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U.S. Army soldiers line up. Photo: Matej Divizna / Getty Images

Close to 75% of young Americans, ages 17 to 24, are not eligible for the military due to health issues or criminal backgrounds, Politico's Bryan Bender reports, citing government data. That's 24 million out of 34 million individuals.

The bottom line: Rising rates of obesity and asthma as well as falling rates of high school graduation in certain cities are shrinking the pool of Americans eligible for military service. It's an obstacle for President Trump's defense plan, which includes recruiting "tens of thousands of new soldiers, sailors, pilots and cyber specialists over the next five years" to build up the military, writes Bender.

"We all have this image in our mind of this hearty American citizen, scrappy, that can do anything ... That image we keep in our heads is no longer accurate."
— Retired Army Lt. Gen. Tom Spoehr, who has co-authored a paper on the recruiting crisis, told Politico.

By the numbers:

  • "The new budget calls for increasing the size of the military by 25,900 people through October 2019 and by a total of 56,600 by 2023 — all mostly active-duty troops."
  • The obesity rate among younger adults is about 32%, per CDC data.
  • High school graduation rates hit an all-time high of 84.1% in 2017, but there are still major cities and states reporting much lower rates, such as 70.7% in Montgomery, Alabama and 51.3% in Albany, Oregon, Spoehr notes. Young people must have high school degrees or GEDs to serve.
  • And unemployment sits at 4%, which makes military recruiting difficult.

Go deeper

2 hours ago - Politics & Policy

McConnell drops filibuster demand, paving way for power-sharing deal

Senate Majority Leader Chuck Schumer (R) and Minority Leader Mitch McConnell attend a joint session of Congress. Photo: Olivier Douliery/AFP via Getty Images

Senate Minority Leader Mitch McConnell has abandoned his demand that Democrats state, in writing, that they would not abandon the legislative filibuster.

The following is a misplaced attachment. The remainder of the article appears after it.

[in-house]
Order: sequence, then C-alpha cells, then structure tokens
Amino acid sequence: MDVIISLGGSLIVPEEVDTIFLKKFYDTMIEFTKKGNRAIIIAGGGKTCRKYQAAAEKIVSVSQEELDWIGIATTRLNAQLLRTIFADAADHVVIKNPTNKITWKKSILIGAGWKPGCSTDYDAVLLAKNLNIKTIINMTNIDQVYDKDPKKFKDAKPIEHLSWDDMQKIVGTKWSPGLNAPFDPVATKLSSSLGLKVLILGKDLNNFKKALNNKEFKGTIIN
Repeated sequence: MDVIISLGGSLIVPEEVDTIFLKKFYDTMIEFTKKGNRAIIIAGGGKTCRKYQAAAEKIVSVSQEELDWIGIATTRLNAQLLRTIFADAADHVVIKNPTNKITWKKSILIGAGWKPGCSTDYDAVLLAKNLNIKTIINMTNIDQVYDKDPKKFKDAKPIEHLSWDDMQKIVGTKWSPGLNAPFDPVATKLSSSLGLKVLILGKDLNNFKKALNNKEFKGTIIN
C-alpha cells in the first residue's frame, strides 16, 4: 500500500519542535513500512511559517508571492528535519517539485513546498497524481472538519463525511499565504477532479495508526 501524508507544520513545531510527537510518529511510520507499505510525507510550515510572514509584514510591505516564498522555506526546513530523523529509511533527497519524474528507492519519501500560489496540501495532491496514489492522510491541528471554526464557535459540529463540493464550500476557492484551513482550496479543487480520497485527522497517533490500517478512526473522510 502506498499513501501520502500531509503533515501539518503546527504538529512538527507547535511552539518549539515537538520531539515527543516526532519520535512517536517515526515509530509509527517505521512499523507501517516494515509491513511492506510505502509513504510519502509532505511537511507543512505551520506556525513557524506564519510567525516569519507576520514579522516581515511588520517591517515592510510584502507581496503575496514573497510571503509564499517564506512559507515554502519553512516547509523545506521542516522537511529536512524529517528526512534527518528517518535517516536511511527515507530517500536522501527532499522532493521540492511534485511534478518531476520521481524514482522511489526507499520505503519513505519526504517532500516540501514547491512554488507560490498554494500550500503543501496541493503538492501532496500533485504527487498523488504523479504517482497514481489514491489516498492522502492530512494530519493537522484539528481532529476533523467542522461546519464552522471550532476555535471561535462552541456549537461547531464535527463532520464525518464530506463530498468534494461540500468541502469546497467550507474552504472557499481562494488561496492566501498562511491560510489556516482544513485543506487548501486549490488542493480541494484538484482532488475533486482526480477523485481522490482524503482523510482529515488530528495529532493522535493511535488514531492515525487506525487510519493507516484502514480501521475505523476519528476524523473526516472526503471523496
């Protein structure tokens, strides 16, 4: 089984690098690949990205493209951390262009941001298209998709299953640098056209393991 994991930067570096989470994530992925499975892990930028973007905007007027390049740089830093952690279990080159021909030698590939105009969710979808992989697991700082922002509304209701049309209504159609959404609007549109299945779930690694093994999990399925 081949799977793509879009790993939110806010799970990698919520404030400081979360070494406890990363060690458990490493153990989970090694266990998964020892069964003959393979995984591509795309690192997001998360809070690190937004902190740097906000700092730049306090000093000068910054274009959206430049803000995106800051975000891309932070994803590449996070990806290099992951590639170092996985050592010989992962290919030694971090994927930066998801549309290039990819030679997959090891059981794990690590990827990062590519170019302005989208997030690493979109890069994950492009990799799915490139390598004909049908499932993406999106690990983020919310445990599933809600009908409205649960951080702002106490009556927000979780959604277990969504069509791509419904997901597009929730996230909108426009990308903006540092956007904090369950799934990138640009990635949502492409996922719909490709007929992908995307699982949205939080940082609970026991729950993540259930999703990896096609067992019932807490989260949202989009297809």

Between the lines: McConnell was never going to agree to a 50-50 power sharing deal without putting up a fight over keeping the 60-vote threshold. But the minority leader ultimately caved after it became clear that delaying the organizing resolution was no longer feasible.

3 hours ago - Technology

Scoop: Google won't donate to members of Congress who voted against election results

Sen. Ted Cruz led the group of Republicans who opposed certifying the results. Photo: Stefani Reynolds/Pool/AFP via Getty Images

Google will not make contributions from its political action committee this cycle to any member of Congress who voted against certifying the results of the presidential election, following the deadly Capitol riot.

Why it matters: Several major businesses paused or pulled political donations following the events of Jan. 6, when pro-Trump rioters, riled up by former President Trump, stormed the Capitol on the day it was to certify the election results.

4 hours ago - Politics & Policy

Minority Mitch still setting Senate agenda

Illustration: Aïda Amer/Axios

Chuck Schumer may be majority leader, yet in many ways, Mitch McConnell is still running the Senate show — and his counterpart is about done with it.

Why it matters: McConnell rolled over Democrats unapologetically, and kept tight control over his fellow Republicans, while in the majority. But he's showing equal skill as minority leader, using political jiujitsu to convert a perceived weakness into strength.